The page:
Canada’s policy time bomb: Rising home prices and homelessness
OTTAWA -- When you watch the news or read the latest macroeconomic data, things in Canada seem good. Unemployment remains near historic lows, interest rates are under control and Canada is back on the list of the top 10 largest economies in the world. Sounds pretty good.
How is it that even with all this good news Canadians remain anxious about our economic state of affairs? Research suggests that there is a fundamental disconnect between the macroeconomic data and how people feel. Only a little more than 15 per cent of Canadians, according to the Bloomberg Nanos Canadian Confidence Index remain upbeat about the coming year and a significant number of Canadians are outright worried about a recession in 2020.
Views on real estate are a double-edged sword. Canadians who are homeowners feel better when they see housing prices in their neighbourhood rise but the other side of that sword is that for those Canadians that are not homeowners, rising prices make both homeownership more difficult to attain and affordable rentals more elusive to find.
In a new eye-popping national study on homelessness for the Ottawa Mission, a majority of Canadians reported that someone they cared about was at risk of being homeless. Only 35 per cent of respondents reported no one they cared for was at risk of being homeless (43 per cent reported a small risk, 15 per cent a medium risk, and five per cent a high risk). When you walk down the street in your neighbourhood, one in five of your neighbours have someone they care about and think that person may have a high or medium risk of being homeless.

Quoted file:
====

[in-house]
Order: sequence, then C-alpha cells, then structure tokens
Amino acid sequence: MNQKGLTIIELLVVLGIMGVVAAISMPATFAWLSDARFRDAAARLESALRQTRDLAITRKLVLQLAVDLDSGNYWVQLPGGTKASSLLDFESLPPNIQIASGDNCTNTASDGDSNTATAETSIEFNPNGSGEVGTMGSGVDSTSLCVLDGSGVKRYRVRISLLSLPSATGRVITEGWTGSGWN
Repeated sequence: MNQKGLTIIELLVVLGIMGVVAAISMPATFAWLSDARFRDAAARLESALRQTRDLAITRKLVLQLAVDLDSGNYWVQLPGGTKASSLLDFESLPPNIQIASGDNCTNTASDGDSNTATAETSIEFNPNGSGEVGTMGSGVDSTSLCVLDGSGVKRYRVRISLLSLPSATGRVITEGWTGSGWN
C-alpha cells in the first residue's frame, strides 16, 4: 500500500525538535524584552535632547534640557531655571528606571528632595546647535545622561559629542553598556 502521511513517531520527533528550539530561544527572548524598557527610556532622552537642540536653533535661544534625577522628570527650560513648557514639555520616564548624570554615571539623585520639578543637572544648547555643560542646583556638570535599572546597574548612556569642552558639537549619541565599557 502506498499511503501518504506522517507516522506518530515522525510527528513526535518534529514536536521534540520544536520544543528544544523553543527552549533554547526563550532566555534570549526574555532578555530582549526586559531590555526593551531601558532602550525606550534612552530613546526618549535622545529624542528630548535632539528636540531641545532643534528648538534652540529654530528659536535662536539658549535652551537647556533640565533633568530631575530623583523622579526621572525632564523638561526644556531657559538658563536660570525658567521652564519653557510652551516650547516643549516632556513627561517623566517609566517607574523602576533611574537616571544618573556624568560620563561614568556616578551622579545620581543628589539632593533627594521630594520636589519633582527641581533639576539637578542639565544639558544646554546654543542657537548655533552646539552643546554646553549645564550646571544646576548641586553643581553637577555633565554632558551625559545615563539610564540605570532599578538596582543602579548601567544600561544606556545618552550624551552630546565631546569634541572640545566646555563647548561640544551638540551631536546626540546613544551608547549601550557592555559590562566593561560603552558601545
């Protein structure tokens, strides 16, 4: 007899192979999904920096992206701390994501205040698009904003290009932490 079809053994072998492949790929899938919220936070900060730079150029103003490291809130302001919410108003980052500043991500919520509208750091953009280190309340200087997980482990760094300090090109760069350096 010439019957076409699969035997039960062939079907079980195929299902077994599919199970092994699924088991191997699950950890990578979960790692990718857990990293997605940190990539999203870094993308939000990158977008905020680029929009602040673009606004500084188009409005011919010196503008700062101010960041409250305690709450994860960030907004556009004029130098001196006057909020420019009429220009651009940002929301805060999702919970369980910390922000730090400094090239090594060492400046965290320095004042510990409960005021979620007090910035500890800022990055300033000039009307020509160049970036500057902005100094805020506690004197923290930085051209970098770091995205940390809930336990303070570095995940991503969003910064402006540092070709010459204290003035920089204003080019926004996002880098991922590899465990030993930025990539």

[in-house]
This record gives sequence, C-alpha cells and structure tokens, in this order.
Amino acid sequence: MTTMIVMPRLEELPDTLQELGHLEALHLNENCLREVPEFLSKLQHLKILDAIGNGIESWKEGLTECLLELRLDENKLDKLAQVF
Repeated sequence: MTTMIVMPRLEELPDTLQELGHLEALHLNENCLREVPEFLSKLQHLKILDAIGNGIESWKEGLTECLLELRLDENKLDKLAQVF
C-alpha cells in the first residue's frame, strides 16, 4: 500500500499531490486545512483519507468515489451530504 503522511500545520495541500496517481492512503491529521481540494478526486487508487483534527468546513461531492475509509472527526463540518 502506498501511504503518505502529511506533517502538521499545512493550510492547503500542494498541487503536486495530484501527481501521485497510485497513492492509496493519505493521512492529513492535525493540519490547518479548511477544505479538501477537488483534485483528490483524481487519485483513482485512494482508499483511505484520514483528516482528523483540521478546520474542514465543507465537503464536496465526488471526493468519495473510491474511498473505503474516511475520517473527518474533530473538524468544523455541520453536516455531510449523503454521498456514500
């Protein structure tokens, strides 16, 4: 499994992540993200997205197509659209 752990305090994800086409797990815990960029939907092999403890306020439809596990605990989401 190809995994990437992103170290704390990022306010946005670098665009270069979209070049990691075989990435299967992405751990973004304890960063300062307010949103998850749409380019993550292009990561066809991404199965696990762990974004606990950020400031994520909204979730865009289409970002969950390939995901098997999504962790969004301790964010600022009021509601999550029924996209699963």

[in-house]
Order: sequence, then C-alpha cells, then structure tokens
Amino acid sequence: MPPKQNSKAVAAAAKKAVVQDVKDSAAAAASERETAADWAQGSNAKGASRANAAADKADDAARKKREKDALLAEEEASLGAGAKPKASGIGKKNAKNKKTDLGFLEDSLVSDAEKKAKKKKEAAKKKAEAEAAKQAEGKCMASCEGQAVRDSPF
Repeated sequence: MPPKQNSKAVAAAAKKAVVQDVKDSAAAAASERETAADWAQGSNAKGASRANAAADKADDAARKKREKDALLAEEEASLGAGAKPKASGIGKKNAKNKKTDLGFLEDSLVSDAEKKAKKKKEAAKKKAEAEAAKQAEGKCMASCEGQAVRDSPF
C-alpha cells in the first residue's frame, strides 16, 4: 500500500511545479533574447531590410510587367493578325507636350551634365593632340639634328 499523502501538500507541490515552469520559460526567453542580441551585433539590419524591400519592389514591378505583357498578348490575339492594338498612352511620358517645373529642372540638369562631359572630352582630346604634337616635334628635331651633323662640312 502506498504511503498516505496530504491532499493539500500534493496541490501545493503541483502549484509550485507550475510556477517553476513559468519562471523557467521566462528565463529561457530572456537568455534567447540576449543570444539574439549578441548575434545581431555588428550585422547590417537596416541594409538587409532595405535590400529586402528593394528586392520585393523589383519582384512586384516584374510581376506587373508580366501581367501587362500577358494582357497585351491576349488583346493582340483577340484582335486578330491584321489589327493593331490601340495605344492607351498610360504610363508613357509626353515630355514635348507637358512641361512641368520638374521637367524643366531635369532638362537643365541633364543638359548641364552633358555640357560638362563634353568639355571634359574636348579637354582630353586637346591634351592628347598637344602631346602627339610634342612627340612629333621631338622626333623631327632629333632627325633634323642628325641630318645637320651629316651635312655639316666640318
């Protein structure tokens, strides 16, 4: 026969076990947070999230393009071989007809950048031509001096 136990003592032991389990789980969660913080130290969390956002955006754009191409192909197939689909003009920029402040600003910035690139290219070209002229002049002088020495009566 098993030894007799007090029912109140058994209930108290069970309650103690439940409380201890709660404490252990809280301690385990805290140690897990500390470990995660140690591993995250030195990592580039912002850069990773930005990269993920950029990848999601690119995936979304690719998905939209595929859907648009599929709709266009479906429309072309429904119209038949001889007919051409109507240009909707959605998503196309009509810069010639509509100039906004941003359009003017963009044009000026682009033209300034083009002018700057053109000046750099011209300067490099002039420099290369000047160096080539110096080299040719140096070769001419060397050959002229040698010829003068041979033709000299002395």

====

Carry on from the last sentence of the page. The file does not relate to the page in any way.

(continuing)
The same study suggests that a majority of Canadians believe that the issue of homelessness will have a serious or somewhat serious impact on Canada as a country. If you live in the hot real estate market of British Columbia or you are a woman, this sentiment rises to eight in ten.
When you factor the current problem of homelessness and overlay population growth in Canada one should become even more concerned. Canada is among the fastest growing countries in the G7 and StatCan projects that Canada could have a population of 48.8 million people by 2050. The forces of population growth and lack of affordable housing will collide with inaction.
The good news is that Canadians do not lay finding a solution at the feet of one level of government. Asked who should be responsible for dealing with homelessness no clear player or level of government comes out way ahead. Twenty-three per cent cite the federal government, 18 per cent municipal and provincial governments, 14 per cent family and friends of the homeless and 16 per cent say everyone should be responsible. This speaks to the need to organize a common sense of purpose.
The unspoken truth is that Canadians are worried that someone they care about is at risk of being homeless. Everyone should take note of this policy time bomb.
Nik Nanos is the Chief Data Scientist for Nanos Research and the Official Pollster for CTV News